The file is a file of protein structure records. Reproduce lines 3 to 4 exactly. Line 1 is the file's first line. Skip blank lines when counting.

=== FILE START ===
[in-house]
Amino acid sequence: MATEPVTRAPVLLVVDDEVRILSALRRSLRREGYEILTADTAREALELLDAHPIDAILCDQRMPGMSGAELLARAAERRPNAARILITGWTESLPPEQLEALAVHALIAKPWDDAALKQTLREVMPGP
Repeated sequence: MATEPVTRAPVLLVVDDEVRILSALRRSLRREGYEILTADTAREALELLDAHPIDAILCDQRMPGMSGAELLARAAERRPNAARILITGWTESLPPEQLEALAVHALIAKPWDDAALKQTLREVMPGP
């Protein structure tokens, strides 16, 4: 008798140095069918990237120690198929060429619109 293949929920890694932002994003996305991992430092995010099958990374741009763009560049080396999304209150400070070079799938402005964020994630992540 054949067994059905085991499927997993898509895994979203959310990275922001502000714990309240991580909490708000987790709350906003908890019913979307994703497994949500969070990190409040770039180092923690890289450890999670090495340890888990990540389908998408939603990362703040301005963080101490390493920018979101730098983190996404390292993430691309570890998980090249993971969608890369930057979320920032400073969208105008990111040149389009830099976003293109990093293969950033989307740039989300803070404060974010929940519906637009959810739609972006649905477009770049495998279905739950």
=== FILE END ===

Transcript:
Repeated sequence: MATEPVTRAPVLLVVDDEVRILSALRRSLRREGYEILTADTAREALELLDAHPIDAILCDQRMPGMSGAELLARAAERRPNAARILITGWTESLPPEQLEALAVHALIAKPWDDAALKQTLREVMPGP
């Protein structure tokens, strides 16, 4: 008798140095069918990237120690198929060429619109 293949929920890694932002994003996305991992430092995010099958990374741009763009560049080396999304209150400070070079799938402005964020994630992540 054949067994059905085991499927997993898509895994979203959310990275922001502000714990309240991580909490708000987790709350906003908890019913979307994703497994949500969070990190409040770039180092923690890289450890999670090495340890888990990540389908998408939603990362703040301005963080101490390493920018979101730098983190996404390292993430691309570890998980090249993971969608890369930057979320920032400073969208105008990111040149389009830099976003293109990093293969950033989307740039989300803070404060974010929940519906637009959810739609972006649905477009770049495998279905739950």